Vodafone sprung a demi-surprise in being the next brand to launch a Facebook phone in the shape of the Vodafone 555 Blue.
But without the latest in connectivity, a relatively slow processor and a familiar shape, will the 555 be top of the pile or singing the Blues?
The new phone, manufactured by Alcatel, has one key difference though: it’s a non-smartphone, instead using a dedicated Java-based OS that Vodafone claims integrates Facebook more deeply than ever before on a mobile.
The 555 Blue will be aimed at the 16-25 market in the UK, with its cheaper price tag of around £70 eschewing the need for a contract and offering social networking for not a lot of dollar.
The design is a standard QWERTY keyboard design, taking a lot of cues from the BlackBerry range of old. Vodafone tells us that the 555 Blue was conceived over a year ago, presumably at a time when feature phones were still the main choice for consumers.
The chassis feels robust, if a little plasticky and light, and the 2.4-inch screen is bright without being too high-res. We don’t have the official specs yet, but it seems like a QVGA offering packed in there, leading to a relatively high level of pixellation for many applications.
The keyboard is solid too; the keys are a little close together, so typing speeds are ever so slightly hampered, but on the whole it’s a better experience than most.
A speaker grille and 2MP camera (surprisingly with single LED flash) reside on the back – the former is predictably tinny and no use at all for music, and the quick test shots with the camera show a slow shutter speed and uninspiring pics – but then again, for the price, that’s to be expected.
Haven’t we seen this before?
We’ll agree it looks a lot like the HTC ChaCha, but it’s a darn sight cheaper and has a slightly different fit in the hand – HTC’s effort feels a lot more premium.
So let’s dive in and look at the main reason behind the creation of the Vodafone 555 Blue – the Facebook integration.
It’s worth noting where this phone is aimed – it’s certainly not one for the tech lover, more for the non-technophile that’s still desperate to interact with Facebook.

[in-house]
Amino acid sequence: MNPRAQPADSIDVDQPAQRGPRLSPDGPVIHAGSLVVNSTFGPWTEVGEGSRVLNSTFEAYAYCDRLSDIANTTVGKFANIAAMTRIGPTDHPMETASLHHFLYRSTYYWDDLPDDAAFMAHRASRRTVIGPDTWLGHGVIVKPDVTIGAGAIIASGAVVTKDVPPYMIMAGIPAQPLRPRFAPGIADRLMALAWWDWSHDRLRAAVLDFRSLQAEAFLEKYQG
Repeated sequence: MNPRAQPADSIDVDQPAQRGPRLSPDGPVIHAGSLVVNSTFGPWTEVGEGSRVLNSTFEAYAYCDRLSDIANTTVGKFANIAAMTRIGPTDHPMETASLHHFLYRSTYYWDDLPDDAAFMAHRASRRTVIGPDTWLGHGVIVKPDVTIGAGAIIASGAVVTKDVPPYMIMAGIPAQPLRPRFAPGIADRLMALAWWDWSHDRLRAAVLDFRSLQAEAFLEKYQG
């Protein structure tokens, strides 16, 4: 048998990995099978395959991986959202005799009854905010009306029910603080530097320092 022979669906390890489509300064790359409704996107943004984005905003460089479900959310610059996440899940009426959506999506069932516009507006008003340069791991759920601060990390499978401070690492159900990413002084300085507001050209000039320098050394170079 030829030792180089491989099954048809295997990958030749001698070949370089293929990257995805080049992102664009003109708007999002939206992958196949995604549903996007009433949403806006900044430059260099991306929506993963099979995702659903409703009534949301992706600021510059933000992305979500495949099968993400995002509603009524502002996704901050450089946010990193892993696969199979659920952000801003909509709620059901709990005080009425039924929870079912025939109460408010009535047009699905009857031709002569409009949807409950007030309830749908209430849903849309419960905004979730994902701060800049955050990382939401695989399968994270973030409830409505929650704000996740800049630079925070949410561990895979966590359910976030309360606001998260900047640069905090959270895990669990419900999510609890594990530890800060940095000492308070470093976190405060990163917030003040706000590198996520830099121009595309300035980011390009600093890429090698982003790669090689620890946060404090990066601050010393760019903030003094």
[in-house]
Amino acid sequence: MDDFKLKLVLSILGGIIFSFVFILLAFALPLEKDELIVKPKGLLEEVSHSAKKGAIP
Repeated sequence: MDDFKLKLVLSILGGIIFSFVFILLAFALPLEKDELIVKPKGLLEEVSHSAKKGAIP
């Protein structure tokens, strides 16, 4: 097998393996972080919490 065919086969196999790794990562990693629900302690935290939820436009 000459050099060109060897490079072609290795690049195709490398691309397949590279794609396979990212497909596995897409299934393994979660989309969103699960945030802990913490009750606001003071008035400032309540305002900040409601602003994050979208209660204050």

That said, we’re looking at a phone that (according the early rumoured specs) has a 200 MHZ processor to run the entire Facebook overlay – sure, it’s only really got to do that and be able to call, text and check out the internet once in a while, but that’s still a worryingly low-power engine.
The Facebook overlay brings us something that looks very similar to that which we’ve seen with the INQ Cloud Touch – division of Chat, Messaging, News and profile at the bottom of the screen.
And the Facebook key – but weirdly this only does one thing, and that’s take you to the home screen of the application. Why not update a status or post a picture? Hopefully this is simply a bug at the moment.
Not being a touchscreen everything is handled by the optical keypad in the middle of the phone, which also acts as an Enter key, flanked by two softkeys.
Vodafone made a big deal about the background download capabilities of the phone; instead of having the phone refresh at given intervals or when the app is opened, your Facebook info is constantly refreshed in the background.
The depth of the phone’s functionality is refreshingly low – we’re talking the Facebook integration, Opera Mini as the browser for intenetting and the like, and a simple music player – plus some organiser tools, like a calendar and alarm clock.
Up to the task?
Sounds nice and clean, but here’s the problem: the grunt of the Vodafone 555 Blue is just too little to offer a decent Facebook experience.